We've all been there - your Drupal site is being overwhelmed by people and robots trying to post to your site, or trying to create accounts. These attempts can really hammer your web server, and it's the sort of traffic that isn't going to be helped any by the thirty-five different kinds of caching you have set up on your site.
We've seen thsi recently get much worse with some of our clients, so we set out to do something about it that's simple and reliable. We currently use fail2ban on all of our servers to try to cut back on the attempts at breaking in to the servers through ssh, ftp, etc. Fail2ban reads your server logs, and looks for matching patterns. If a pattern matches, the server can carry out any number of activities, including temporarily banning an IP address through iptables. We thought "why not use fail2ban to block bots that are hammering the server?" So - we came up with this simple plan.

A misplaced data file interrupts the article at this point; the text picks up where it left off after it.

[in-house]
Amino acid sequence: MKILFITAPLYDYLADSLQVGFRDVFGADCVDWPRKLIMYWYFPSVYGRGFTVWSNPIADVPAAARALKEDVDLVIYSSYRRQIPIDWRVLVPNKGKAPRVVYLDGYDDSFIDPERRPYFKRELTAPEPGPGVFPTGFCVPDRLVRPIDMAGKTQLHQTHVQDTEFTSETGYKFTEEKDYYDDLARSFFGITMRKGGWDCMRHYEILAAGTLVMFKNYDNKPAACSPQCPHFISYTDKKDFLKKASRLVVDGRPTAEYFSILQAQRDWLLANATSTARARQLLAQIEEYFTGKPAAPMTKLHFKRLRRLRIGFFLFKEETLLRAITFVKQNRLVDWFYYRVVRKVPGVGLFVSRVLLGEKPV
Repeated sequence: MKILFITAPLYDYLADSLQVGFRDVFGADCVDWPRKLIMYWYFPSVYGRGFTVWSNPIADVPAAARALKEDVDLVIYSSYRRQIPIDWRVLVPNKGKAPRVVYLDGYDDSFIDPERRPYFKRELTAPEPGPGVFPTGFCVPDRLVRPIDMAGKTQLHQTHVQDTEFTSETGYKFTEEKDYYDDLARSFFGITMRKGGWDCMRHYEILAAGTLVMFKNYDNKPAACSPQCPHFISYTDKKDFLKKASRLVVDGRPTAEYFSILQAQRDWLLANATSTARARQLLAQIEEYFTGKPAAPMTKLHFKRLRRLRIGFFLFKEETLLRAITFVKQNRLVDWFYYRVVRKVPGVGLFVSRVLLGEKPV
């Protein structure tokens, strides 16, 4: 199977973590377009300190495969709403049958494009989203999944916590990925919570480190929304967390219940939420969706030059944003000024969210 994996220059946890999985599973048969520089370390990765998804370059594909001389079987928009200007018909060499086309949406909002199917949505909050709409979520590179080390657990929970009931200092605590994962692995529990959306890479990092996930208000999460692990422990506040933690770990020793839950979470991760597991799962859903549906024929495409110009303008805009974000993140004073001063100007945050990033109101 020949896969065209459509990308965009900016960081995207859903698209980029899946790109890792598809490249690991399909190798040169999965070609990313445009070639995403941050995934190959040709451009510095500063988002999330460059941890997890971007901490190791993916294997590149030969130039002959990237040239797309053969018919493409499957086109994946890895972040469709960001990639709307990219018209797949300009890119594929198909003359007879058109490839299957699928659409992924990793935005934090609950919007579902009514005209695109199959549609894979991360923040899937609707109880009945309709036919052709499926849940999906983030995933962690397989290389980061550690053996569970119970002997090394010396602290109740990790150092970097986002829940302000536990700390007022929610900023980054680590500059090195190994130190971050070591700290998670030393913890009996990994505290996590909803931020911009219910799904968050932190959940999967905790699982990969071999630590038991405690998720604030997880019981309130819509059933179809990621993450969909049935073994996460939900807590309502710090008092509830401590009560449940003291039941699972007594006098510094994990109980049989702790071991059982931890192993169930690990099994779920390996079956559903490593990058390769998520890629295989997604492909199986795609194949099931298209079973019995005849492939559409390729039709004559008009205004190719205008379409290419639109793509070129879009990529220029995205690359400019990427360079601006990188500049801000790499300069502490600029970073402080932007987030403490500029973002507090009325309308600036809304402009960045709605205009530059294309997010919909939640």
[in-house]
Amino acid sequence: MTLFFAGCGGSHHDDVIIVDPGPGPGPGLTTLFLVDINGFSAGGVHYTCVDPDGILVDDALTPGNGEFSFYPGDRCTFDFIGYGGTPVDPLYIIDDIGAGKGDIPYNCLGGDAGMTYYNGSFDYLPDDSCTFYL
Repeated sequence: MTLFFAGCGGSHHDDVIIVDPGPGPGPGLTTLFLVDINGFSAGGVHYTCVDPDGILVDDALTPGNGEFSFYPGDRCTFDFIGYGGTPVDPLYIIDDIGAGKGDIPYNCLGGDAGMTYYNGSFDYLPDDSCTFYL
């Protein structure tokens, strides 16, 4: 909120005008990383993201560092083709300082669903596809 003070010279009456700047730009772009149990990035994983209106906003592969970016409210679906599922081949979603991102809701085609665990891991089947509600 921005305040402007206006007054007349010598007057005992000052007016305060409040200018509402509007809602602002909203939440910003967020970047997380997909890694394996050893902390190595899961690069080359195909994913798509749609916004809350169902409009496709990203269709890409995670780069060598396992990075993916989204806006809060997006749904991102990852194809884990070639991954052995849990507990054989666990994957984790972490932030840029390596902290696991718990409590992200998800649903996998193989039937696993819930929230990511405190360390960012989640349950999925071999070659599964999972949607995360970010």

On our servers that have been having particular difficulty, we have implemented a couple of fail2ban rules designed to protect the web server from incoming spam traffic and email address crawlers. The email address crawler rule is part of the fail2ban package, and we just enabled it.